Not for the first time the Lockerbie narrative is being distorted out of all recognition for political ends, first by the US-UK governments in the 1990s, then by the UK Government and the Scottish Executive in 2009, and now by Cameron in his statement to the Commons yesterday. Cameron’s line was that the previous Labour Government “had done all it could to facilitate” the release of al-Megrahi by the Scottish Executive. What he didn’t say was what conceivable motive Labour might have had to act in that way: since Megrahi was held responsible for the deaths of 270 people, why should Labour go out of its way to get him released? Gus O’Donnell records a meeting with the Libyans on 27 October 2008 at which “the Libyans made clear that Megrahi’s death in custody would have very serious implications to UK/Libya relations”. But again, why should the UK submit to crude blackmail of this kind from Libya – unless it had its own ulterior motive? It did. (more…)
For a speech on such sensitive issues – segregation, Islam, terrorism, Britishness, multiculturalism – Cameron’s speech at Munich was like throwing a grenade into the system. Devoid of any ideas for developing policy, it nevertheless by its timing gave very regrettable succour to the EDL marching through Luton – surely Cameron must have guessed the likely impact of juxtaposing these two events? It was one of those speeces which didn’t say anything new, but was clearly designed to influence the political atmosphere by playing to the anti-Muslim gallery and telling the Hard Right that he understood their feelings and sympathised with them. Opening up a Pandora’s Box in such a mindless way can only unleash the forces of racism, suspicion and hostility that he purports to oppose. (more…)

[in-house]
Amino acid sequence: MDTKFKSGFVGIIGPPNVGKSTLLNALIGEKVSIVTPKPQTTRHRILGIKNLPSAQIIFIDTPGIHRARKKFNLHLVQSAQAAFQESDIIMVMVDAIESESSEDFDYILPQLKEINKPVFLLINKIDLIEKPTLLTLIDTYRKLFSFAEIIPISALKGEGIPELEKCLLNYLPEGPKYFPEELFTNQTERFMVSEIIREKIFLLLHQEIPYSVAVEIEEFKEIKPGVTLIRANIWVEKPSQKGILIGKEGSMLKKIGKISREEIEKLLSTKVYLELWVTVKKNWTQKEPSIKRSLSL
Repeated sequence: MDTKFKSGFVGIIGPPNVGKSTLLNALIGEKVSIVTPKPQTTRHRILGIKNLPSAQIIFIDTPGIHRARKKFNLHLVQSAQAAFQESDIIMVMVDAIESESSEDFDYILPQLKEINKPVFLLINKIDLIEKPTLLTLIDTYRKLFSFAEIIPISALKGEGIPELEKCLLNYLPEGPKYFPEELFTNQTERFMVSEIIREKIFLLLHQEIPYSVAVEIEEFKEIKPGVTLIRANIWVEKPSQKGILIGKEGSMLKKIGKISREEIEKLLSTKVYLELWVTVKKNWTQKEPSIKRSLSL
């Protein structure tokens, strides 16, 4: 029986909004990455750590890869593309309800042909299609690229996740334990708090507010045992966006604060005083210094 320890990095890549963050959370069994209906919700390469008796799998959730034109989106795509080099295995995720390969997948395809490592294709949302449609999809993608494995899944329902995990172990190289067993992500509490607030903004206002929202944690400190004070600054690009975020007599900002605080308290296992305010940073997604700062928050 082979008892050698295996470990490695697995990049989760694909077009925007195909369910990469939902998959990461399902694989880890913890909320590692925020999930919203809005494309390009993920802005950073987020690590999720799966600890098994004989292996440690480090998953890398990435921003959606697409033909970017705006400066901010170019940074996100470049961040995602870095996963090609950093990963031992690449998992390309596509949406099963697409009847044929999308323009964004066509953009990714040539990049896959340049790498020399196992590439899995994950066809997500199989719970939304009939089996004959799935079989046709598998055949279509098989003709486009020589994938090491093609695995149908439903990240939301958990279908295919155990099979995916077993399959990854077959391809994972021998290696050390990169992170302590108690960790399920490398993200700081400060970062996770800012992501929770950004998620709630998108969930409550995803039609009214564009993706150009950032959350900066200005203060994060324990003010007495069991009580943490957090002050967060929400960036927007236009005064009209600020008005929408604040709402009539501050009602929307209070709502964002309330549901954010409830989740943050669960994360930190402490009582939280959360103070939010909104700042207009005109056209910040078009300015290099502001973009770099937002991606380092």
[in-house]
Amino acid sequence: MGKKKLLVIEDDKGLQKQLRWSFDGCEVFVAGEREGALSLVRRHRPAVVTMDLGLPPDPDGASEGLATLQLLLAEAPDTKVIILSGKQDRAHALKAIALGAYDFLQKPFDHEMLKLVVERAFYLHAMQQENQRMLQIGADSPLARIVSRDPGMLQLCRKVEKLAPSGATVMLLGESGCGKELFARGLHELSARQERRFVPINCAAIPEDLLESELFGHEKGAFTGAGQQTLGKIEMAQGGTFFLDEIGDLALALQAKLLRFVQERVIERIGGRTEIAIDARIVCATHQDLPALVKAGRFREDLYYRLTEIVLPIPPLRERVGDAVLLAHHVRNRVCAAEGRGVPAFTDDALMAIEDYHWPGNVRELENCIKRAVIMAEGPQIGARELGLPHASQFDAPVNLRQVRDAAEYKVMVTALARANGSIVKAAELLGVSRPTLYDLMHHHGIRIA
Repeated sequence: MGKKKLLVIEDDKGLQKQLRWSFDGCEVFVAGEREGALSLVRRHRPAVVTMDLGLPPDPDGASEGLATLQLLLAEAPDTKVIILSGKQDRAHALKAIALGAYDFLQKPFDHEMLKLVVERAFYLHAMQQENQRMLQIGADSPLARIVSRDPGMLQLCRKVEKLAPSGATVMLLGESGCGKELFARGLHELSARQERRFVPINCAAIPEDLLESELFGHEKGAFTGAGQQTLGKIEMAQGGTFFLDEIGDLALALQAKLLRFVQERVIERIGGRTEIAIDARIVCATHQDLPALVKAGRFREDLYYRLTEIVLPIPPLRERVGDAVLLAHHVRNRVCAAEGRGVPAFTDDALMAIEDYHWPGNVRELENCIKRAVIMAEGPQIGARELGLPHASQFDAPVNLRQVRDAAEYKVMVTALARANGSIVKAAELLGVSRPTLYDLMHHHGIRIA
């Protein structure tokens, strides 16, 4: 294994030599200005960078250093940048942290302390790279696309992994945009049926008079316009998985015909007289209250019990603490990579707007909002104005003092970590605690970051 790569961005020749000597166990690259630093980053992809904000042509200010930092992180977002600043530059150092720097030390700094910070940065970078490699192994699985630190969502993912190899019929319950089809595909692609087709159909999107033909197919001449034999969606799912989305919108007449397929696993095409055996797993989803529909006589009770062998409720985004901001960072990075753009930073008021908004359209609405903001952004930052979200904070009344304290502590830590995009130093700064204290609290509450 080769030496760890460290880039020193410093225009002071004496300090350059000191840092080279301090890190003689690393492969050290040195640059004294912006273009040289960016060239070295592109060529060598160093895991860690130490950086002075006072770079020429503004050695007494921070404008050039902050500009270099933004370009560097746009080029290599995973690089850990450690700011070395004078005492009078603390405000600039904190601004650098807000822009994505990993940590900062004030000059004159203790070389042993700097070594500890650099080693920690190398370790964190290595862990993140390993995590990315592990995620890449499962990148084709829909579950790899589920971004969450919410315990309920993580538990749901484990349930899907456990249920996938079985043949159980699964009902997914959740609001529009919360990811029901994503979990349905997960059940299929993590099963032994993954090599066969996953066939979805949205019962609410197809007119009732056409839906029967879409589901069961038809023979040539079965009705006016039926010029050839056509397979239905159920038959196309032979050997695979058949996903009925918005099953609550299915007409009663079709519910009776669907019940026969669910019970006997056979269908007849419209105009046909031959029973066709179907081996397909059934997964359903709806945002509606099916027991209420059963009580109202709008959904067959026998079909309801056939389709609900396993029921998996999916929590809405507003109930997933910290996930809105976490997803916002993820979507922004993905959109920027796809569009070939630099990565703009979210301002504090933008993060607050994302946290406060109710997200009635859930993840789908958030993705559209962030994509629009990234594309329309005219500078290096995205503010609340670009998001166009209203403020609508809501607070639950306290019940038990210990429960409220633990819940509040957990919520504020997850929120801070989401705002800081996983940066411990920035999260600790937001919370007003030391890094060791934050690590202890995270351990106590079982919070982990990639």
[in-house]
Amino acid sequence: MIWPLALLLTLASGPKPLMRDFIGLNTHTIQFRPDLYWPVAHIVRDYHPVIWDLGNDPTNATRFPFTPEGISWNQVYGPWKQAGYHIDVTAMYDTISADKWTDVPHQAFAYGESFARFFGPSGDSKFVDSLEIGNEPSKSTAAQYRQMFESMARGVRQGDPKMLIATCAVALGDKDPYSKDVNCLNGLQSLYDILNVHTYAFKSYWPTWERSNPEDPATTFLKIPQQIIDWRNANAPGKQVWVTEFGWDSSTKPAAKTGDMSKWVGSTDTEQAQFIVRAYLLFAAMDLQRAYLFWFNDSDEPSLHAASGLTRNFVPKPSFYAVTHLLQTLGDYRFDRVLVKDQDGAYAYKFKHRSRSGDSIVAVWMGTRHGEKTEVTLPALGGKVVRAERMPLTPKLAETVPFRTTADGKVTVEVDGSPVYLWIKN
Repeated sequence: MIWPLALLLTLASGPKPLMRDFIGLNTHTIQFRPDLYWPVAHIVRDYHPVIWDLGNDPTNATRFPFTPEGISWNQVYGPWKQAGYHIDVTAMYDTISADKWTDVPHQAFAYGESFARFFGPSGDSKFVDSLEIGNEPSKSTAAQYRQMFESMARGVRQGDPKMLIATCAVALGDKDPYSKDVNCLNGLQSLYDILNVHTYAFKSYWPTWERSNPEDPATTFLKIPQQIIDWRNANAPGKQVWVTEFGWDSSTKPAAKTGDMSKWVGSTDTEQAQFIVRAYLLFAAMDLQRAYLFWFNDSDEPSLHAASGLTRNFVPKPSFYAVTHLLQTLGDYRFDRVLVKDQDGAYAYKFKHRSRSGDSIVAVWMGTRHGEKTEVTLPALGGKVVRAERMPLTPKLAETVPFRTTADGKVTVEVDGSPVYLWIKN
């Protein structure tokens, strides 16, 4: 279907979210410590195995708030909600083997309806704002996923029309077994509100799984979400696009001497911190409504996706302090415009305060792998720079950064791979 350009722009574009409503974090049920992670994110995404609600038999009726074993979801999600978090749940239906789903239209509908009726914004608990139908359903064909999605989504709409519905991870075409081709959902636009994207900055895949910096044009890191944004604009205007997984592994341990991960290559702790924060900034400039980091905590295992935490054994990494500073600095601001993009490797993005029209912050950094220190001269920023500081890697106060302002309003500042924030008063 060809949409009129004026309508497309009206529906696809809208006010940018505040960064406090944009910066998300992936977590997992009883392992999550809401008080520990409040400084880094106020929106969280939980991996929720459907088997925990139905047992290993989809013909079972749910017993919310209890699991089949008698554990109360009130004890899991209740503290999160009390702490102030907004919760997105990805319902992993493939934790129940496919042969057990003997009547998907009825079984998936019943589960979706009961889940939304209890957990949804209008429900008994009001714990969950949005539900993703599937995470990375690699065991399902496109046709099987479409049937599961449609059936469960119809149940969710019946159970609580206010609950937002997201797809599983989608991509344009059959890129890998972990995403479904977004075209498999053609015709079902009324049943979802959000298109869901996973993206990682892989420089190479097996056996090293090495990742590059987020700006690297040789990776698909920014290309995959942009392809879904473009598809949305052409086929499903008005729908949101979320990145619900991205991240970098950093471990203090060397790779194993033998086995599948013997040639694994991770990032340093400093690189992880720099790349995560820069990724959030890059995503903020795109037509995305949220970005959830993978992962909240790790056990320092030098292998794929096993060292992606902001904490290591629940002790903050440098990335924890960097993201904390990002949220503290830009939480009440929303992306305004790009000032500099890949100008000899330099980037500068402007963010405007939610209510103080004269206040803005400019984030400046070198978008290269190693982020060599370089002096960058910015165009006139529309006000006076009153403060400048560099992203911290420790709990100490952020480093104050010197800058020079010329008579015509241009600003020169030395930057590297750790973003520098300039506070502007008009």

It’s not about Mubarak any more. For all practical purposes he’s already gone. The issue now is the succession. Mubarak has not resigned or been deposed, but the power has already shifted to the most dangerous man in the leadership, Omar Suleiman, the former intelligence chief and now formally Vice-President, though already assuming the reins of Presidential power in all but name, a man soaked in the black arts of manipulative and dirty politics with all the ruthless self-interest of an Egyptian Mandelson. He is the man who as head of Egyptian intelligence mercilessly crushed Mubarak’s political opponents, torturing many, championed the brutal suppression of the main opposition group, the Muslim Brotherhood (which contrary to the establishment propaganda is not a militant Islamic group tied to Al-Qaeda), and is highly regarded in the US and Israel. But where is all this leading? (more…)
How do you stop a politician driven by whim or fixation from foisting on his party, his government and the nation profound and fundamental changes to a deeply cherished institution that almost nobody wants and which were never even mentioned in the party’s manifesto? They weren’t mentioned either in the post-election Coalition Agreement. Yet 2 months later they were unleashed out of the blue with a scale of organisational detail that showed the plans had obviously been years in the making. Not only that, but their presentation since they were suddenly revealed last July has been studded by propaganda, half-truths and lies. Can this classic exercise of raw power, without an iota of democratic justification, be stopped in its tracks? It can, and should be. (more…)